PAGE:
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Destroyer upgrade to maintain Osborne industry capabilities

Defence Minister Christopher Pyne and Defence Industry Minister Linda Reynolds have announced that the completion of a major capability upgrade to the Hobart Class Destroyers will allow NUSHIP Sydney to enter into operation one year ahead of schedule.

Minister Pyne said Defence was able to streamline a technical upgrade to the third ship of the Hobart Class Air Warfare Destroyer during its build at the Osborne Naval Shipyard in South Australia and fast-track its operational schedule.

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"Structural modifications to accommodate the MH-60R ‘Romeo’ helicopter into the Hobart Class were planned to be completed after operational acceptance trials, but an opportunity was identified to bring the aviation upgrade forward," Minister Pyne said.

The ship, alongside HMA Ships Hobart and Brisbane, will primarily provide air defence for accompanying ships, in addition to land forces and infrastructure in coastal areas.

Australia's Hobart Class guided missile destroyers (DDG) are based on Navantia's F100 Alvaro De Bazan Class of frigates and incorporate the Lockheed Martin Aegis combat management system with Australian-specific equipment to ensure that the RAN is capable of defending Australia and its national interests well into the next two decades.

The Hobart Class' Spanish counterparts entered service with the Spanish Navy beginning in the early 2000s, working alongside key NATO and US maritime assets.

Minister Pyne added, "The upgrade to the ship’s infrastructure to support the Romeo, the Royal Australian Navy's next-generation maritime combat helicopter, will make it Australia’s most advanced warship."

The Hobart Class Combat System is built around the Aegis Weapon System, incorporating the state-of-the-art phased array radar, AN/SPY 1D(V), will provide an advanced air defence system capable of engaging enemy aircraft and missiles at ranges in excess of 150 kilometres.

Minister Reynolds said carrying out the aviation upgrade during the ship’s build presents significant value for money.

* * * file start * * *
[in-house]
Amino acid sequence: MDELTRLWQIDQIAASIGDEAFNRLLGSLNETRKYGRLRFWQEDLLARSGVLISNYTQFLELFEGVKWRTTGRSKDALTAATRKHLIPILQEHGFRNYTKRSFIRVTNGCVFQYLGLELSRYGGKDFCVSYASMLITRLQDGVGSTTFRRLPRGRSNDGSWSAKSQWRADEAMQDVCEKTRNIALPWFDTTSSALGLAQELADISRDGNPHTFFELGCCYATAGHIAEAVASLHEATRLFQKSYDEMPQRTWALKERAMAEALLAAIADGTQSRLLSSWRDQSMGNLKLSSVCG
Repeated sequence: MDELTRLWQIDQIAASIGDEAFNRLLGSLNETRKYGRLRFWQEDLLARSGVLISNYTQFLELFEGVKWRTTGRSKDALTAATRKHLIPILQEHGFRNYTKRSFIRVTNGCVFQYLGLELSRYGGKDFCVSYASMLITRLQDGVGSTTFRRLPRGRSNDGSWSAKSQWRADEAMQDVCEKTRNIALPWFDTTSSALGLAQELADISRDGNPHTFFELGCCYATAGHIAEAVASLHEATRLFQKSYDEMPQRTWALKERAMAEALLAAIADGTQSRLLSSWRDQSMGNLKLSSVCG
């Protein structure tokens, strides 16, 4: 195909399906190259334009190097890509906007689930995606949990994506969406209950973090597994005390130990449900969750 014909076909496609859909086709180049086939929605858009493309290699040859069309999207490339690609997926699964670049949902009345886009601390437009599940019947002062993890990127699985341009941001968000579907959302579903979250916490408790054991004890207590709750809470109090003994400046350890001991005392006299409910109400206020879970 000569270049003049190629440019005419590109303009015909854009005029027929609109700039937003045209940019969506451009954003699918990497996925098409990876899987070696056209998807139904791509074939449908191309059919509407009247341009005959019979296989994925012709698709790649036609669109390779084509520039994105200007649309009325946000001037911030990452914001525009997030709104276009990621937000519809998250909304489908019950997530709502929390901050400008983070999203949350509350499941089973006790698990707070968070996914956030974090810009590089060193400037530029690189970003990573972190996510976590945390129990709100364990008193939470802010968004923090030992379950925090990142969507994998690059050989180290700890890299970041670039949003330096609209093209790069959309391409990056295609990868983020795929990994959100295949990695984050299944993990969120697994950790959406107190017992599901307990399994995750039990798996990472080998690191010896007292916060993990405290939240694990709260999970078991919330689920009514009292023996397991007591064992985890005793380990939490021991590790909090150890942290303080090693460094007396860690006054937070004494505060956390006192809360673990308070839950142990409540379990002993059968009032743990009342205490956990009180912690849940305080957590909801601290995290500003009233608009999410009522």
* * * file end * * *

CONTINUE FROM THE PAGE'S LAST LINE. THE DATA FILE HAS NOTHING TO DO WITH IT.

"The opportunity for the AWD Alliance to complete the work while the ship is still in-build is testament to the skill and efficiency of the 400-strong shipbuilding workforce at Osborne," Minister Reynolds explained. 

The MH-60R Seahawk is the RAN's next-generation submarine hunter and anti-surface warfare helicopter and will form a very important part of its operations for years to come.

The MH-60R is equipped with a highly sophisticated combat system designed to employ Hellfire air-to-surface missiles and the Mark 54 anti-submarine torpedo. The primary missions of the 'Romeo' helicopter is anti-submarine warfare and anti-surface warfare. Secondary missions include search and rescue, logistics support, personnel transport and medical evacuation.

"It will deliver operational capability to the Royal Australian Navy 12 months ahead of schedule and is another way in which the Australian government is strengthening Defence capability and assuring jobs for Australians," Minister Reynolds said.

NUSHIP Sydney is part of the largest regeneration of the RAN since the Second World War. It complements the $90 billion commitment in the 2016 Defence White Paper to further enhance Navy’s capabilities with the Arafura Class offshore patrol vessels, the Hunter Class frigates, and 12 regionally superior submarines, the Attack Class, all to be built in Australia, by Australian workers.

The MH-60R and its mission systems replaced the fleet’s S-70B-2 Seahawk aircraft, which retired from service on 1 December 2017. The Australian government approved the acquisition of 24 MH-60R Seahawk ‘Romeo’ naval combat helicopters at a cost of over $3 billion. The helicopters are largely military off-the-shelf built by Sikorsky and Lockheed Martin and were acquired through the foreign military sales process from the US Navy.

Destroyer upgrade to maintain Osborne industry capabilities
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